The 3500 Calorie Myth

Happy Columbus Day!  Today I want to talk about calories and hormones.  A calorie is not a calorie.  The equation calorie in vs. calories out says nothing about lean tissue and water; it states you will only lose fat.  We know this is not all true.  If a calorie is just a calorie then they would all work the same way inside the body.  We know this is not true as well.  We know that lean proteins, vegetables, and healthy fat calories work different in the body than calories that come from sugar.

Instead we need to focus on eating the right types of food to turn on our fat burning and turn off fat storing.  This is where our hormones come into play.  The hormone that we have talked about for the last 50-60 years in regards to storing fat is insulin.  Another important hormone that is just as important to achieve our fat loss goals is leptin.

Why is insulin important?

Insulin is the regulator of fat metabolism.  It puts fat into fat tissue and it’s insulin that suppresses fat mobilization.  In order to get fat out of fat tissues you must lower your insulin.  The bottom line is when insulin is secreted or chronically elevated, fat accumulates in the fat tissue.  When insulin levels drop, fat escapes from the fat tissue and the fat deposits shrink.  We secrete insulin primarily in response to the carbohydrates in our diet.  Insulin is not on or off in our body, it is secreted in either a trickle, stream, or flood based on what we eat.

What is Leptin and why is it so important?

Leptin is a relatively new hormone that has only come onto the scene in the late 1990’s.  It is the king of all hormones and is the most powerful hormone in the human body because it is the commander in chief for the use of energy.  No other hormone orders leptin.  When leptin is not working correctly lots of issues can arise such as:  fatigue, depression, irritability, inability to focus, poor metabolism, faulty immune function, problems extracting energy from food, high cholesterol, high blood pressure, diabetes, obesity, and the list goes on and on.  Leptin is made in fat cells.  If leptin is working well then you will have a healthy metabolism and your appetite will be at bay.  If leptin is low you will have a slower metabolism and your appetite will be stimulated.  So in theory if someone has a lot of fat stores they should also have a lot of leptin and have a high metabolism and not be hungry BUT quite the opposite is true most of the time overweight or obese individuals have a slow metabolism and are hungry all the time.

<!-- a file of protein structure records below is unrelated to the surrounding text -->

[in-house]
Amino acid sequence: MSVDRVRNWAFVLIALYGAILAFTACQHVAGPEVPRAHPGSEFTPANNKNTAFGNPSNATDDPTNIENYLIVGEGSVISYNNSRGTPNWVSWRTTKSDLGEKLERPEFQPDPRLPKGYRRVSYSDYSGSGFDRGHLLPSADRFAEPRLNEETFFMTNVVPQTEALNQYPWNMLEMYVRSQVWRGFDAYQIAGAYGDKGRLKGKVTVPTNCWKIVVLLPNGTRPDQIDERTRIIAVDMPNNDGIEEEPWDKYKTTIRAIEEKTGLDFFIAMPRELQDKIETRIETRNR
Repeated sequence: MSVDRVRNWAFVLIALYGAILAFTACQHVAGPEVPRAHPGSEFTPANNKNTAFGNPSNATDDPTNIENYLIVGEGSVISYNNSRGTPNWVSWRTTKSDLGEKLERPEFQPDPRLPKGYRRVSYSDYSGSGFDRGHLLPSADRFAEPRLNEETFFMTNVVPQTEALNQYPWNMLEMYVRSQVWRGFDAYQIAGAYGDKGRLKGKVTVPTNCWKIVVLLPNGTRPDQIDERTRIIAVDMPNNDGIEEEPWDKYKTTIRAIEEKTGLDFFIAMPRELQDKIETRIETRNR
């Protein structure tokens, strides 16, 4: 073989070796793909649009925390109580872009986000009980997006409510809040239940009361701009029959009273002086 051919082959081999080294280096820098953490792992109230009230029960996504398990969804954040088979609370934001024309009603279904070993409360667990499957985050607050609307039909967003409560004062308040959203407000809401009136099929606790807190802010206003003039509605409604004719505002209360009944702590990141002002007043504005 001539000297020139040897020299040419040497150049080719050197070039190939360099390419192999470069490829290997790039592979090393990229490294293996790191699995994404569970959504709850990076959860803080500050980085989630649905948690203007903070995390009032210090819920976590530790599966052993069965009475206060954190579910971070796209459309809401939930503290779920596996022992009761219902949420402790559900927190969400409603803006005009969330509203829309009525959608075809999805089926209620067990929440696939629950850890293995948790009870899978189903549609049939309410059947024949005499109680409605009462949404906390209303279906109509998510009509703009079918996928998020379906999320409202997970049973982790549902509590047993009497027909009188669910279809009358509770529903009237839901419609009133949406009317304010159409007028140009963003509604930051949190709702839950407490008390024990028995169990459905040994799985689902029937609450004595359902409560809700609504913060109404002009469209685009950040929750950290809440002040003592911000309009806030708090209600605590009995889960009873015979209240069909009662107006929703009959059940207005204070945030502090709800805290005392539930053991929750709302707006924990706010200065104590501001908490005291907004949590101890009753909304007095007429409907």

Because their brains have become resistance to leptin and therefore thinks leptin is low which slows down their metabolism and increases their appetite.  Insulin resistance and leptin resistance mean that the hormones don’t communicate efficiently in response to food.  Therefore, a person has to overeat in order to get enough leptin into the brain to get a full signal.

What causes leptin resistance? 

Caloric restriction, insulin and blood sugar issues, stress, overeating, increased triglycerides, and fructose (specifically high fructose corn syrup) are a few contributing factors.  Whenever insulin is negatively impacted, leptin is negatively impacted as well.

How do we manage leptin? 

By first managing insulin, we know insulin is increased when more carbohydrates than the body can handle are eaten, you manage insulin by managing carbohydrate intake.  Decrease stress and put in place stress management techniques (see section on stress).  If cortisol is deregulated, you will have blood sugar issues despite a diet low in carbohydrates.  Always including protein at breakfast and not overeating will help to control leptin.  If you are overweight, always try to finish a meal when you are slightly less than full.  It takes 10-20 minutes for the brain to catch up and signal the body that you are full.  Eating slowly can assist with this as well.  In the following section, meal timing, I will address other strategies to manage leptin…stay tuned!

Be Fit,

Michael Romig BS, CPT, CFT, PES, CES, RES & FT

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